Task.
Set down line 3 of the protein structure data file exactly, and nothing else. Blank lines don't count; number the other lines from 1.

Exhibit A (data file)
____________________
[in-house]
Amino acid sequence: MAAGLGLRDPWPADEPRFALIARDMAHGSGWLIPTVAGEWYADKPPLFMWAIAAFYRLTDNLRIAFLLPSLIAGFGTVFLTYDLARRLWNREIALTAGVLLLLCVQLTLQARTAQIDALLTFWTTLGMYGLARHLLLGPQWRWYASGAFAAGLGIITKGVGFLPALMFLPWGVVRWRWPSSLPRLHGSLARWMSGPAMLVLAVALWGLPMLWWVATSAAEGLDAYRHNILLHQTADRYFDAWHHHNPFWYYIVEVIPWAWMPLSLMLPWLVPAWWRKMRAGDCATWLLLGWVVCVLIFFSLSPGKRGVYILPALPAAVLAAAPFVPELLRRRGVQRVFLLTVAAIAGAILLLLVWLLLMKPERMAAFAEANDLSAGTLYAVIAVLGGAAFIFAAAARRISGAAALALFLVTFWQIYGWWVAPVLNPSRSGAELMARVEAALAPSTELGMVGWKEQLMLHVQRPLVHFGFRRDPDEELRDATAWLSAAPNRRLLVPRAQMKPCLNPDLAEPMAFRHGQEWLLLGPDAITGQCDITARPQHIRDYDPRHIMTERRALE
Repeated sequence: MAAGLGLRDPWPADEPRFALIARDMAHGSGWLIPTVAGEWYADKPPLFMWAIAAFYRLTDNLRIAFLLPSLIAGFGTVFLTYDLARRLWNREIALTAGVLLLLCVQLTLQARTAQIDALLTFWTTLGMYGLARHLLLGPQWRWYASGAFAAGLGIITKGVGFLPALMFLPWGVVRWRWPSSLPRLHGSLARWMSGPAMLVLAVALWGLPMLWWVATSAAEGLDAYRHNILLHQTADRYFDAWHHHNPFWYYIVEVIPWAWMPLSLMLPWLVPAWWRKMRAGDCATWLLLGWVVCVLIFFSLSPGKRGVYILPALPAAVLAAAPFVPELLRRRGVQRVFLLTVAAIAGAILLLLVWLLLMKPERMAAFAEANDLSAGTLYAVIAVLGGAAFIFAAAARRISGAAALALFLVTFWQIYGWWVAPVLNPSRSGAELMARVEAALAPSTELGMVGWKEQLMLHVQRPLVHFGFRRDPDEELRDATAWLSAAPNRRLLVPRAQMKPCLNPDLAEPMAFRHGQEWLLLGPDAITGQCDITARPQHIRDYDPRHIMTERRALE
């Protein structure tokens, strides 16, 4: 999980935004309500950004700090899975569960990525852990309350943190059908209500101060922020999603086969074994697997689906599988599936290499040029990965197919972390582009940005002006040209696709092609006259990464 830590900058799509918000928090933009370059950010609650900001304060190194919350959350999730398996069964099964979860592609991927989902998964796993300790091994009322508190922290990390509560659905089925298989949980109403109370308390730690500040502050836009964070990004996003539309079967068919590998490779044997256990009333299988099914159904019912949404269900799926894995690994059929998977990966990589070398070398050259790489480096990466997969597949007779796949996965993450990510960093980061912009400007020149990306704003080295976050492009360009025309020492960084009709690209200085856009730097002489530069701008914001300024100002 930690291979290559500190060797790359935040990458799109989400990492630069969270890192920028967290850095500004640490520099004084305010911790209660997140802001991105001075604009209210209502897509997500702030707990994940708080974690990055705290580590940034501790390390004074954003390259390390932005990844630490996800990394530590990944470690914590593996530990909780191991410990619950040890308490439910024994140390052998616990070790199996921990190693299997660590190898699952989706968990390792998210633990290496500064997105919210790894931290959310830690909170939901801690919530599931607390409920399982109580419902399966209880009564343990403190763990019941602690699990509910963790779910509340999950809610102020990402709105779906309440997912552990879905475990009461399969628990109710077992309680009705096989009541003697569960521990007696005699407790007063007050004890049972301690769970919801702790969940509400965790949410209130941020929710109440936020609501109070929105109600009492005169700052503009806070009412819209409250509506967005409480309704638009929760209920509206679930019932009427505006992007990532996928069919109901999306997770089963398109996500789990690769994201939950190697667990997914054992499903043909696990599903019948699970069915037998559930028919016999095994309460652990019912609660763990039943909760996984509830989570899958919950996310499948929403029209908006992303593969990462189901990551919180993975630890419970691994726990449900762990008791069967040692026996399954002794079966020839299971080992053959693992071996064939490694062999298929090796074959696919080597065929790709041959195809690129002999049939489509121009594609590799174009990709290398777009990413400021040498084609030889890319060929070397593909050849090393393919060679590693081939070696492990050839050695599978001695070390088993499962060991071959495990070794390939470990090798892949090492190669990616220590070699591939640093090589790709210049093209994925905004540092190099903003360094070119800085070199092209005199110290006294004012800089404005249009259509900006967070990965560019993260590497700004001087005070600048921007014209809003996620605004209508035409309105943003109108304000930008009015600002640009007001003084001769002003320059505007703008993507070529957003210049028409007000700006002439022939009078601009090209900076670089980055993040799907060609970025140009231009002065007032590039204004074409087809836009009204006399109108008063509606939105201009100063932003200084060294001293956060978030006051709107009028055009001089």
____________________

Repeated sequence: MAAGLGLRDPWPADEPRFALIARDMAHGSGWLIPTVAGEWYADKPPLFMWAIAAFYRLTDNLRIAFLLPSLIAGFGTVFLTYDLARRLWNREIALTAGVLLLLCVQLTLQARTAQIDALLTFWTTLGMYGLARHLLLGPQWRWYASGAFAAGLGIITKGVGFLPALMFLPWGVVRWRWPSSLPRLHGSLARWMSGPAMLVLAVALWGLPMLWWVATSAAEGLDAYRHNILLHQTADRYFDAWHHHNPFWYYIVEVIPWAWMPLSLMLPWLVPAWWRKMRAGDCATWLLLGWVVCVLIFFSLSPGKRGVYILPALPAAVLAAAPFVPELLRRRGVQRVFLLTVAAIAGAILLLLVWLLLMKPERMAAFAEANDLSAGTLYAVIAVLGGAAFIFAAAARRISGAAALALFLVTFWQIYGWWVAPVLNPSRSGAELMARVEAALAPSTELGMVGWKEQLMLHVQRPLVHFGFRRDPDEELRDATAWLSAAPNRRLLVPRAQMKPCLNPDLAEPMAFRHGQEWLLLGPDAITGQCDITARPQHIRDYDPRHIMTERRALE